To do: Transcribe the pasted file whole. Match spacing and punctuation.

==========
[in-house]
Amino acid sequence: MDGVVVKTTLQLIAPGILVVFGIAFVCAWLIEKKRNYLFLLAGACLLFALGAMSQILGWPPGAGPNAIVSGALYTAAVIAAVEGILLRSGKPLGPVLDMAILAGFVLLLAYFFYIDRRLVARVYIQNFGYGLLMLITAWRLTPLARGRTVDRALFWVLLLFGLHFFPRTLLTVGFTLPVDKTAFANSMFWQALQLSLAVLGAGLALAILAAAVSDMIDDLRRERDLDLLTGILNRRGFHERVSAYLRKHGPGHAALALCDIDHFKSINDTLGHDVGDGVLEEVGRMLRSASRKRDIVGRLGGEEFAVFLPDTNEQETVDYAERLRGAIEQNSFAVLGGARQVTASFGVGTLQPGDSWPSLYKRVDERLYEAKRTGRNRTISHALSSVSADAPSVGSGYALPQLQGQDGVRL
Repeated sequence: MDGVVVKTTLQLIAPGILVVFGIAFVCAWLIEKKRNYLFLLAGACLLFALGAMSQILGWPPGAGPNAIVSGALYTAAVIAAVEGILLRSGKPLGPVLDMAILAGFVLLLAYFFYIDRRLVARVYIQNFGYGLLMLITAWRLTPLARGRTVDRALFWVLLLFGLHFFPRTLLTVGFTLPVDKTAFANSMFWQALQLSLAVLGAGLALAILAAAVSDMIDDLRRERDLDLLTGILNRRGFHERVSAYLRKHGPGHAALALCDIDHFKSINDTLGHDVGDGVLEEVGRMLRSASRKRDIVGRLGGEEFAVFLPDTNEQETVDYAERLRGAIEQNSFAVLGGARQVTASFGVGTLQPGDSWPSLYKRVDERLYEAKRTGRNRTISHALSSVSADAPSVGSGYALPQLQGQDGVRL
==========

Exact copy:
[in-house]
Amino acid sequence: MDGVVVKTTLQLIAPGILVVFGIAFVCAWLIEKKRNYLFLLAGACLLFALGAMSQILGWPPGAGPNAIVSGALYTAAVIAAVEGILLRSGKPLGPVLDMAILAGFVLLLAYFFYIDRRLVARVYIQNFGYGLLMLITAWRLTPLARGRTVDRALFWVLLLFGLHFFPRTLLTVGFTLPVDKTAFANSMFWQALQLSLAVLGAGLALAILAAAVSDMIDDLRRERDLDLLTGILNRRGFHERVSAYLRKHGPGHAALALCDIDHFKSINDTLGHDVGDGVLEEVGRMLRSASRKRDIVGRLGGEEFAVFLPDTNEQETVDYAERLRGAIEQNSFAVLGGARQVTASFGVGTLQPGDSWPSLYKRVDERLYEAKRTGRNRTISHALSSVSADAPSVGSGYALPQLQGQDGVRL
Repeated sequence: MDGVVVKTTLQLIAPGILVVFGIAFVCAWLIEKKRNYLFLLAGACLLFALGAMSQILGWPPGAGPNAIVSGALYTAAVIAAVEGILLRSGKPLGPVLDMAILAGFVLLLAYFFYIDRRLVARVYIQNFGYGLLMLITAWRLTPLARGRTVDRALFWVLLLFGLHFFPRTLLTVGFTLPVDKTAFANSMFWQALQLSLAVLGAGLALAILAAAVSDMIDDLRRERDLDLLTGILNRRGFHERVSAYLRKHGPGHAALALCDIDHFKSINDTLGHDVGDGVLEEVGRMLRSASRKRDIVGRLGGEEFAVFLPDTNEQETVDYAERLRGAIEQNSFAVLGGARQVTASFGVGTLQPGDSWPSLYKRVDERLYEAKRTGRNRTISHALSSVSADAPSVGSGYALPQLQGQDGVRL